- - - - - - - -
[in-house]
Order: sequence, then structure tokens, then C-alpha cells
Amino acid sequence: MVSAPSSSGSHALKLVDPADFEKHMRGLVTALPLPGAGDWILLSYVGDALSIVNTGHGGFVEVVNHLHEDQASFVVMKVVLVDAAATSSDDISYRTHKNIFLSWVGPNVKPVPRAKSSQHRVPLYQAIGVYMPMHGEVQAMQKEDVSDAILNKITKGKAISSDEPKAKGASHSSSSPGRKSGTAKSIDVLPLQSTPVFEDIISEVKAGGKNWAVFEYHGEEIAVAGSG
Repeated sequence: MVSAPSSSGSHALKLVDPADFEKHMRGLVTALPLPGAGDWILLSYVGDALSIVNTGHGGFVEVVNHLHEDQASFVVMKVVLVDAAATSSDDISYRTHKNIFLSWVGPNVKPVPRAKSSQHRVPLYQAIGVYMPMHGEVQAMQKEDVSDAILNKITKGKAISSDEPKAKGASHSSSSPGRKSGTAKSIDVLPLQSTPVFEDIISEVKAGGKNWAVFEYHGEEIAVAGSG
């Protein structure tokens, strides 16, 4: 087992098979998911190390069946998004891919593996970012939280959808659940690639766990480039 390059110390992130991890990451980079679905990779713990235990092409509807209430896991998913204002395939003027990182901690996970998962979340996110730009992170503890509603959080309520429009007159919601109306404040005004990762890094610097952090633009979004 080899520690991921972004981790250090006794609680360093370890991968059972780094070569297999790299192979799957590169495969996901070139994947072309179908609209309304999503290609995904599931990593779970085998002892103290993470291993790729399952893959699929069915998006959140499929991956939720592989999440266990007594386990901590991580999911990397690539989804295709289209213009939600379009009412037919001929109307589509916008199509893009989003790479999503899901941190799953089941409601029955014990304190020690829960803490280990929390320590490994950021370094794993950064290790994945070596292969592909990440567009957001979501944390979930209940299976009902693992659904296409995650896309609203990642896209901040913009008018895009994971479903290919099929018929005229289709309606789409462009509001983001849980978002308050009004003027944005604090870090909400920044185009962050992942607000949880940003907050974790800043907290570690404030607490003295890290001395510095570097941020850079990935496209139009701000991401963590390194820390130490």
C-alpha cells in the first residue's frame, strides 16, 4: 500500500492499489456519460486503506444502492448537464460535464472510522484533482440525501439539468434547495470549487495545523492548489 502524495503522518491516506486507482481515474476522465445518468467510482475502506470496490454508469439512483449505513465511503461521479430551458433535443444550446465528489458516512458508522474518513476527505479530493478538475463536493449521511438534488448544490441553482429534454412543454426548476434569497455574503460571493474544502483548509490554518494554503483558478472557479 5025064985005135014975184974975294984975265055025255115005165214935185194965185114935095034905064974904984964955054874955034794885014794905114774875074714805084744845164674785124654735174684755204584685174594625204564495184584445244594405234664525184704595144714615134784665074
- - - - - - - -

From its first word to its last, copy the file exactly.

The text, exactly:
[in-house]
Order: sequence, then structure tokens, then C-alpha cells
Amino acid sequence: MVSAPSSSGSHALKLVDPADFEKHMRGLVTALPLPGAGDWILLSYVGDALSIVNTGHGGFVEVVNHLHEDQASFVVMKVVLVDAAATSSDDISYRTHKNIFLSWVGPNVKPVPRAKSSQHRVPLYQAIGVYMPMHGEVQAMQKEDVSDAILNKITKGKAISSDEPKAKGASHSSSSPGRKSGTAKSIDVLPLQSTPVFEDIISEVKAGGKNWAVFEYHGEEIAVAGSG
Repeated sequence: MVSAPSSSGSHALKLVDPADFEKHMRGLVTALPLPGAGDWILLSYVGDALSIVNTGHGGFVEVVNHLHEDQASFVVMKVVLVDAAATSSDDISYRTHKNIFLSWVGPNVKPVPRAKSSQHRVPLYQAIGVYMPMHGEVQAMQKEDVSDAILNKITKGKAISSDEPKAKGASHSSSSPGRKSGTAKSIDVLPLQSTPVFEDIISEVKAGGKNWAVFEYHGEEIAVAGSG
């Protein structure tokens, strides 16, 4: 087992098979998911190390069946998004891919593996970012939280959808659940690639766990480039 390059110390992130991890990451980079679905990779713990235990092409509807209430896991998913204002395939003027990182901690996970998962979340996110730009992170503890509603959080309520429009007159919601109306404040005004990762890094610097952090633009979004 080899520690991921972004981790250090006794609680360093370890991968059972780094070569297999790299192979799957590169495969996901070139994947072309179908609209309304999503290609995904599931990593779970085998002892103290993470291993790729399952893959699929069915998006959140499929991956939720592989999440266990007594386990901590991580999911990397690539989804295709289209213009939600379009009412037919001929109307589509916008199509893009989003790479999503899901941190799953089941409601029955014990304190020690829960803490280990929390320590490994950021370094794993950064290790994945070596292969592909990440567009957001979501944390979930209940299976009902693992659904296409995650896309609203990642896209901040913009008018895009994971479903290919099929018929005229289709309606789409462009509001983001849980978002308050009004003027944005604090870090909400920044185009962050992942607000949880940003907050974790800043907290570690404030607490003295890290001395510095570097941020850079990935496209139009701000991401963590390194820390130490």
C-alpha cells in the first residue's frame, strides 16, 4: 500500500492499489456519460486503506444502492448537464460535464472510522484533482440525501439539468434547495470549487495545523492548489 502524495503522518491516506486507482481515474476522465445518468467510482475502506470496490454508469439512483449505513465511503461521479430551458433535443444550446465528489458516512458508522474518513476527505479530493478538475463536493449521511438534488448544490441553482429534454412543454426548476434569497455574503460571493474544502483548509490554518494554503483558478472557479 5025064985005135014975184974975294984975265055025255115005165214935185194965185114935095034905064974904984964955054874955034794885014794905114774875074714805084744845164674785124654735174684755204584685174594625204564495184584445244594405234664525184704595144714615134784665074